One Stop Beer Shop, 134 Kingsland Avenue, Brooklyn
A hard-to-find brew store with a happy hour, this off the beaten path locale features a happy hour from 4 to 8 p.m. that should convince even the most skeptical Manhattanite to take the trip over the bridge. Specials include $1 off all draft beers on tap, $5 pickle backs, and $6 beer cocktails. There’s also a borsch shot special for beet fans and a slew of daily deals from beer pong to trivia.
Like the perfect song tugging at our heart strings during a pivotal scene, food plays an integral role in our enjoyment of a movie. From old school drive-ins to a $15 bucket of buttery popcorn, the right bite at the right moment helps make a movie more enjoyable. And Nitehawk Cinema (136 Metropolitan Avenue, Brooklyn, 718-384-3980) aims to take that to a whole new level.
On Wednesday September 18, Nitehawk joined forces with Vans and Lagunitas Brewing Company to present Fast Times at Ridgemont High Beer Dinner and a Movie. The latest in a dinner series focused on thematic food and drink pairings–previous editions included Oscar-nominated Gangs of New York and quirky cult legend Army of Darkness–the experience engaged all five senses in an unequivocal fashion, pairing corn dogs, a shirred eggs/boar bacon/potato mixture, Spicoli’s pizza–delivered in a box to each seat, no less–and a scantron-like cake complete with an edible no. 2 pencil with appropriate scenes as well as plenty of beer to wash it all down.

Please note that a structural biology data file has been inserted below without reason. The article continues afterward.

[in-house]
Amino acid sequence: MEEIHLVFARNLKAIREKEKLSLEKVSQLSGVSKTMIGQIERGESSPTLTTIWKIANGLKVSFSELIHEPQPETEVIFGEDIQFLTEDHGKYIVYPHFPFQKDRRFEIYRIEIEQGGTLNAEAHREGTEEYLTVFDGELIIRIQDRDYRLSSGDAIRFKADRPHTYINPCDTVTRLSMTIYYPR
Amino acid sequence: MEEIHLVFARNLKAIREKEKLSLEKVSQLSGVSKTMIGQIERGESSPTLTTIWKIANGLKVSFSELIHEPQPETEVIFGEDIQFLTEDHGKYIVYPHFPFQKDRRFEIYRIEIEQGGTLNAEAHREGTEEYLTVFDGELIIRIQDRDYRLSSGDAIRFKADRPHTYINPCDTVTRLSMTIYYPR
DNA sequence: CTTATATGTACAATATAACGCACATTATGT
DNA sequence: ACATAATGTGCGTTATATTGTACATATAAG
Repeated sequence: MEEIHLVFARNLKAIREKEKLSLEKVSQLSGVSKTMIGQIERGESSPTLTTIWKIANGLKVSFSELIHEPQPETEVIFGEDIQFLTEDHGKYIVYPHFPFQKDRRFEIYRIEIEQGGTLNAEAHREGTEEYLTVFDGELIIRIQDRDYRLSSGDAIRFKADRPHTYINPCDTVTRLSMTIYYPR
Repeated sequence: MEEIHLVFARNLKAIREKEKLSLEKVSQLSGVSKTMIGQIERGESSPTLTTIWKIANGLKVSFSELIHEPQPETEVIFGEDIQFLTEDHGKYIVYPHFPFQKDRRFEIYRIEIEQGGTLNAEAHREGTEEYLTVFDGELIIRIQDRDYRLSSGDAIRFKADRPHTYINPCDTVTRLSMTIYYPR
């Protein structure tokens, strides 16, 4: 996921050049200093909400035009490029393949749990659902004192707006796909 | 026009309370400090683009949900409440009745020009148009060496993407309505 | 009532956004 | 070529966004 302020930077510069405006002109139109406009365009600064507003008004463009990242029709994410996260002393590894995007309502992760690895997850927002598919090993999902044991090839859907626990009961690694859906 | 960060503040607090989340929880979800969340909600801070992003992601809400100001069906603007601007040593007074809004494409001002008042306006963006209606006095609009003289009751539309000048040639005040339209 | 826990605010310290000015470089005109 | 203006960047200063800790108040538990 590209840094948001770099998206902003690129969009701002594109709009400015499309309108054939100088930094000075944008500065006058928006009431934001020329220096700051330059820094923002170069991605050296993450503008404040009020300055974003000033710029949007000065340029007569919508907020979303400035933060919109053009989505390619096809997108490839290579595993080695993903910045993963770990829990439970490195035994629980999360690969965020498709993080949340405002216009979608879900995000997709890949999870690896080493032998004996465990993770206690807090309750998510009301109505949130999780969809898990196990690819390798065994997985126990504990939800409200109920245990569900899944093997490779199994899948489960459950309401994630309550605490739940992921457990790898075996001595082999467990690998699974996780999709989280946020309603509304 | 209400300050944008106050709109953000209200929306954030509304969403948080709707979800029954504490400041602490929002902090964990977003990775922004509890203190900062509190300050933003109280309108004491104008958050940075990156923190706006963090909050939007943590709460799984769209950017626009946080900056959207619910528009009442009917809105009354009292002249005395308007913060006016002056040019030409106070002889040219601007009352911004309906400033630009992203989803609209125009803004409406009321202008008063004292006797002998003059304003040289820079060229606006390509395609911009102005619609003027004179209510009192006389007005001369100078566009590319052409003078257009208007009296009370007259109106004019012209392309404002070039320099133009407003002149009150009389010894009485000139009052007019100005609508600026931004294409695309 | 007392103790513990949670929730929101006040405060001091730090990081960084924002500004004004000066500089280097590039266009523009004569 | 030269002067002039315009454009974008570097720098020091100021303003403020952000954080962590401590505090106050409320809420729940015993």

Fork sat down with Nitehawk owner Matthew Viragh and chef de cuisine Michael Franey, going behind the scenes to learn more about the movie selection process, what it’s like backstage in the kitchen on the day of show, and why next week’s screening of horror classic The Shining with Allagash Brewery on October 22 might be the theater’s most ambitious pairing yet.
The film feasts, notes Viragh, are broken down into three categories: guest chef dinners, beer dinners, and dinners based around spirits and cocktails. “The beer dinners are complicated in that they not only have to devise food that’s related to scenes in the movie, but they also have to make sure the beers are complimentary and the food is complimentary on each course,” he explains. “Those are probably the most complex.” The cinema selects a brewery to collaborate on pairings and courses and then decides which movie make the most sense to screen. For Godfather Part II, the team settled on Brooklyn Brewery, while Captain Lawrence Brewing Company poured for the The Goonies.